Have you described yourself with any of these words recently? I certainly have!
For 6 months or so I have been tossing and turning my way into a pattern of not sleeping well. I either wake up multiple times during the night or I wake up at 3 or 4 am bursting with energy. Sleep experts casually recommend sleeping an extra 30 minutes for better health, mood, creativity, and more. That is not an option for me, and it is frustrating, confusing, exhausting, and I have been clueless as to what to do. Until two weeks ago…
I was in a conversation with a friend of mine and he asked me, “If you had to pick a metaphor to describe how you feel, what would you choose?” The image that immediately spun, spit, and swirled into my mind was the Tasmanian Devil from the old Looney Toons cartoons. Not sure where that came from, but hey, we all have our demons.
Even more interesting was when I asked myself what image I would choose to represent how I wanted to feel. I imagined a Zen monk with long flowing robes, in total bliss, slowly strolling through beautiful gardens. Absorbing the vibrant reds, yellows, oranges, and greens of the fauna around him. Smelling the pungent scents of wet earth, the mixing of sweet and calming aromas of the flowers. The feel of the warm sun on his face. Hearing the soothing melodies of the birds, the chirping of insects, and the crunch of leaves beneath his feet. That he was me. I could feel, smell, and hear it all. I experienced immediate calm. That experience, what I felt, stuck with me for the remainder of the day.
That night, still feeling the shift I had experienced earlier and curious about it, I dove headfirst into the black hole that is “research on the internet” with the hopes of finding something useful. What I found turned out to be life-changing for me. I explored the world of the autonomic nervous system, in particular the sympathetic and parasympathetic responses. I read articles, watched YouTube videos, read through checklists, “life hacks,” and more.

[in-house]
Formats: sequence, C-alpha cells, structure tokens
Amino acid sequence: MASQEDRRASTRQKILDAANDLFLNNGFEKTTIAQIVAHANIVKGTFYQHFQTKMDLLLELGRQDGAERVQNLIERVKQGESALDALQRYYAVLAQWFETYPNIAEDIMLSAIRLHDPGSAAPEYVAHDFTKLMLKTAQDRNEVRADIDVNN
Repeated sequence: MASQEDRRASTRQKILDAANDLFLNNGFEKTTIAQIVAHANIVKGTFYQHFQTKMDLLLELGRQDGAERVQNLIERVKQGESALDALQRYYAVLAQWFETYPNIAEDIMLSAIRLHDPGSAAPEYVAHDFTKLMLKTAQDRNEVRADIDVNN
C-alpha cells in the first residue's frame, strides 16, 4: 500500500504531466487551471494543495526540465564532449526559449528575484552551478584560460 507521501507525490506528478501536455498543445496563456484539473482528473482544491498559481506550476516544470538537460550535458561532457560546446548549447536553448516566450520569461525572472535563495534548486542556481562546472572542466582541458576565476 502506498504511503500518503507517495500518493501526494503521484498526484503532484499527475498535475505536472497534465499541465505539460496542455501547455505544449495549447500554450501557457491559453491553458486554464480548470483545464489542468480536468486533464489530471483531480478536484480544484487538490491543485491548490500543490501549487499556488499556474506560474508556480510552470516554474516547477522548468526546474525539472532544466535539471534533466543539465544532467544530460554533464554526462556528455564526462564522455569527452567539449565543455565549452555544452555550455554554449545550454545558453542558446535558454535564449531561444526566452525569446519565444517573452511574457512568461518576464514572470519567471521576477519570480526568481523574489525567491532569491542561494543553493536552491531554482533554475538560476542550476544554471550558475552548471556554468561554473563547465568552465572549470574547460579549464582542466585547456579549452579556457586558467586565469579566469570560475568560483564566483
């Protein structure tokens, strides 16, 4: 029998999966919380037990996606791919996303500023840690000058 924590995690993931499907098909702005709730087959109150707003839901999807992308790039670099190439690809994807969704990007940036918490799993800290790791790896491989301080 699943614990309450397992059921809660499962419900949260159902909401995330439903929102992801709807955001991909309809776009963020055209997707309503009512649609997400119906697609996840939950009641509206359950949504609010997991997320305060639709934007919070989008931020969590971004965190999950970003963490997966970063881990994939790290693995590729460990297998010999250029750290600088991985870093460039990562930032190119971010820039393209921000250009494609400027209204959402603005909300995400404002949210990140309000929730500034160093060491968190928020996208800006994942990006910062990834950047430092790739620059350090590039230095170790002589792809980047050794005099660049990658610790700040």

The autonomic nervous system is one of those topics that we all learned at least a little bit about in high school biology, and that most of us have long since forgotten. It is also one of those subjects that reappears as a living paradox: everything I learned was obvious as I researched more about it, yet it had been so NOT obvious over the last two decades of my life. These systems, however, have an impact on how we show up throughout our lives. While valuable knowledge to gain in high school, these principles are even more valuable when we apply them to leadership and the unconscious impact we have on others and our work.
I am not going to spend much time describing the science behind any of this (the Internet is already filled with more information than any of us could handle) but for the purposes of this article, the sympathetic nervous system is the “fight, flight, freeze, and appease” part of us. The parasympathetic nervous system is the “rest and digest” part. They are meant to operate in balance with one another, sometimes equipping us with energy and focus in response to threats (more often than not, these are perceived threats in our modern world), and then calming us down to rest, recover, and, most importantly, sleep.
As I read and learned more, it became clear to me that I was experiencing an over-active sympathetic nervous system. I have done a lot of meditation and mindfulness practices over the years and most people’s advice to “practice mindfulness to settle your mind so you can sleep” was straight up annoying—a swirling mind is rarely my issue. What I realized was swirling was my body—my nervous system—not just my mind. I do not know if this is fully backed up by the science (can the body swirl?), but it was, in my experience, a helpful way of understanding it.